In addition, Dyson deferred publication of the European Designs by 14-months from filing in order to prevent competitors from seeing the designs until November 2014. Interestingly, Dyson could have deferred publication for a maximum of 30-months, by chose not to do so. This would have been very convenient as the disclosures would have been delayed until around 29 March 2016 (see chart below), almost coinciding with Dyson’s launch date.
As shown, in the above graphic, Dyson then filed a second round of patent applications in 2013 before publication of the first round. This ensured the first round of applications were not prejudicial to inventiveness of the later filed applications.
Dyson’s approach to patent and design protection in the hair dryer example, suggests that a timescale of 48-months from the earliest patent application filing date is sufficient to launch a consumer product.
Market Rumours and Consumer Concepts
Oddly enough, one of the risks of delaying the disclosure of the final product, particularly for high profile companies like Dyson, is that consumer speculation and conceptual work from unrelated members of the public can accidentally overlap with the concepts that the company is working on. This problem regularly affects the consumer electronics giant Apple, whose customers are clearly very eager to see new product launches and are keenly interested in the design direction taken by the company. Although disclosures of this nature may not lead to production of prototypes or any kind of physical product by the members of the public posting on the internet, they can still potentially limit the scope of later filed design rights.
For high profile companies, there may therefore be an argument that publicity should be kept to an absolute minimum until close to the product launch to avoid troubling disclosures stemming from consumer speculation. Fortunately for Dyson, anticipation of their product development direction does not appear to have been damaging.
On the upside, most manufacturers are likely to view such consumer anticipation as a good source of free marketing.
And what about Dyson’s trade marks?
Trade mark registrations are not affected by the strict novelty requirements of patents and design registrations and are typically published very soon after filing the application. The registration of trade marks can therefore be left until relatively late in the product launch process to allow the brand concept and identity to be as current as possible.
Looking at the register of UK trade marks, Dyson filed three trade mark applications on 15 April 2016, just over one week before the product launch:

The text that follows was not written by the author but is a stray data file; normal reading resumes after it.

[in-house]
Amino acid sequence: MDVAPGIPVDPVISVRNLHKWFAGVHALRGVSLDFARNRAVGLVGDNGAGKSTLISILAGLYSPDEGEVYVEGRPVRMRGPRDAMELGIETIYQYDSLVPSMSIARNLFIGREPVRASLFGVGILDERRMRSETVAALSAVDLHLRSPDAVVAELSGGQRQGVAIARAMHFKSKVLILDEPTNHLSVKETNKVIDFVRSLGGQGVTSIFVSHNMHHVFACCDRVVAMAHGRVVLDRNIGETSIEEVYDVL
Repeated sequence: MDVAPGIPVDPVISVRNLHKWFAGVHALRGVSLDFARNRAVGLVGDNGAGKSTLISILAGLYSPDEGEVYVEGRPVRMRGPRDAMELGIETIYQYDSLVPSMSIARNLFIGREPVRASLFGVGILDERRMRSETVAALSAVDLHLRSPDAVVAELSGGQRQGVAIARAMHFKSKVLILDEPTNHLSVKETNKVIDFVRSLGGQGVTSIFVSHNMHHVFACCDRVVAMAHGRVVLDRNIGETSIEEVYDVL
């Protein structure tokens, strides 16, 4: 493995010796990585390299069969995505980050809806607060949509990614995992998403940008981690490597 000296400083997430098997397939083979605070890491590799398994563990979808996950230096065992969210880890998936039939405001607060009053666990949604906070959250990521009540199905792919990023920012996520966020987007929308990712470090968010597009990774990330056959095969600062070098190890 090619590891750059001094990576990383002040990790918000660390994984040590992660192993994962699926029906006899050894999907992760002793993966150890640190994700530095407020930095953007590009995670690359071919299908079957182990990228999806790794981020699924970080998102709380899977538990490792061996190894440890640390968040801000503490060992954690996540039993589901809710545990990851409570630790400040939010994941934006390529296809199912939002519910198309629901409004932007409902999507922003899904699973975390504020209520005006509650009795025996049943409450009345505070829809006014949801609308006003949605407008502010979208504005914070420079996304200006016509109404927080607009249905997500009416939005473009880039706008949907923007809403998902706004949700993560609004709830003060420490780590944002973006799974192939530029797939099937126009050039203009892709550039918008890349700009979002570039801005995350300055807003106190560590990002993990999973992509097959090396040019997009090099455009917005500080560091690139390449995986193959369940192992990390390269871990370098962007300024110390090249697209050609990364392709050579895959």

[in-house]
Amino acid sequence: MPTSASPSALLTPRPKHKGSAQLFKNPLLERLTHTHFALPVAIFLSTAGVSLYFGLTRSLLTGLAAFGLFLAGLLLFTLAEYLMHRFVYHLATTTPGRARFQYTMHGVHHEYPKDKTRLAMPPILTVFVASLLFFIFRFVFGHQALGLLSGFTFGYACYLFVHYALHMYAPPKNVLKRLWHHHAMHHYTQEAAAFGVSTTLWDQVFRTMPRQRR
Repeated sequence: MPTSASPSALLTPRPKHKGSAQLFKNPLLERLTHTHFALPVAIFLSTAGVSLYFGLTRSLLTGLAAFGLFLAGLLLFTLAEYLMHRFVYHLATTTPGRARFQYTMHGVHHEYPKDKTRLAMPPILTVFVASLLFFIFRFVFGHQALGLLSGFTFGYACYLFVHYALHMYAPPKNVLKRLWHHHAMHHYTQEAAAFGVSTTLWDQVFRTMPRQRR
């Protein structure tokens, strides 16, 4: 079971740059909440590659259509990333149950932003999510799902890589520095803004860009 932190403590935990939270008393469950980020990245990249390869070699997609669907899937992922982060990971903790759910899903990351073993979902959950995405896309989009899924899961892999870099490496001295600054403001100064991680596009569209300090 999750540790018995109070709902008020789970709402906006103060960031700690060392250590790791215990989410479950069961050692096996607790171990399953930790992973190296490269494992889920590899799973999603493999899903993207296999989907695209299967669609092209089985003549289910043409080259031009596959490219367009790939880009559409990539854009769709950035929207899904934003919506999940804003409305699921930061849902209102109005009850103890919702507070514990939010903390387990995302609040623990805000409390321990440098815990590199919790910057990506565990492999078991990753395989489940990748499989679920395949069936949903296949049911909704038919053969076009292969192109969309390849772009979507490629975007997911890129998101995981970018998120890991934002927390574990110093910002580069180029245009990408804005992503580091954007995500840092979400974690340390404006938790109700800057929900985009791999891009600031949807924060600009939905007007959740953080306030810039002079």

(i) DYSON SUPERSONIC (see here);
(ii) SUPERSONIC (see here); and
(iii) (see here).
The task of choosing and developing a trade mark can therefore be ongoing and a rush for early protection is less important. Furthermore, by opting to register the trade marks just before the product launch, Dyson reduced the timescale for cyber squatters to set up websites including the product name.
Typically, IP rights are business tools that help to safeguard a business’s interests, although the legal framework for obtaining some IP rights does include an obligation to disclose sensitive information. Although careful consideration of what IP has been created during the product development process must be made, the question of when to engage in protection activity is also key.
In order to stay ahead of the competition, the disclosures that will stem from filing for registered IP rights can provide useful markers on the timeline between conception and release of a product. In the Dyson example, 48-months from the first patent filing appears to have been sufficient.
In summary, the Dyson example teaches us to:
(i) file patent applications early to capture the essence of technical aspects of a product;
(ii) file further patent applications before 18-months to avoid self-collision;
(iii) file for design protection before the 18-month patent publication date; and
(iv) defer design publications as long as possible in order to avoid leakage that would otherwise impact on the product launch.
If you would like to speak to one of our consumer products experts, please click here. Otherwise, do not hesitate to consult your Appleyard Lees attorney for more advice about using IP to safeguard your business interests.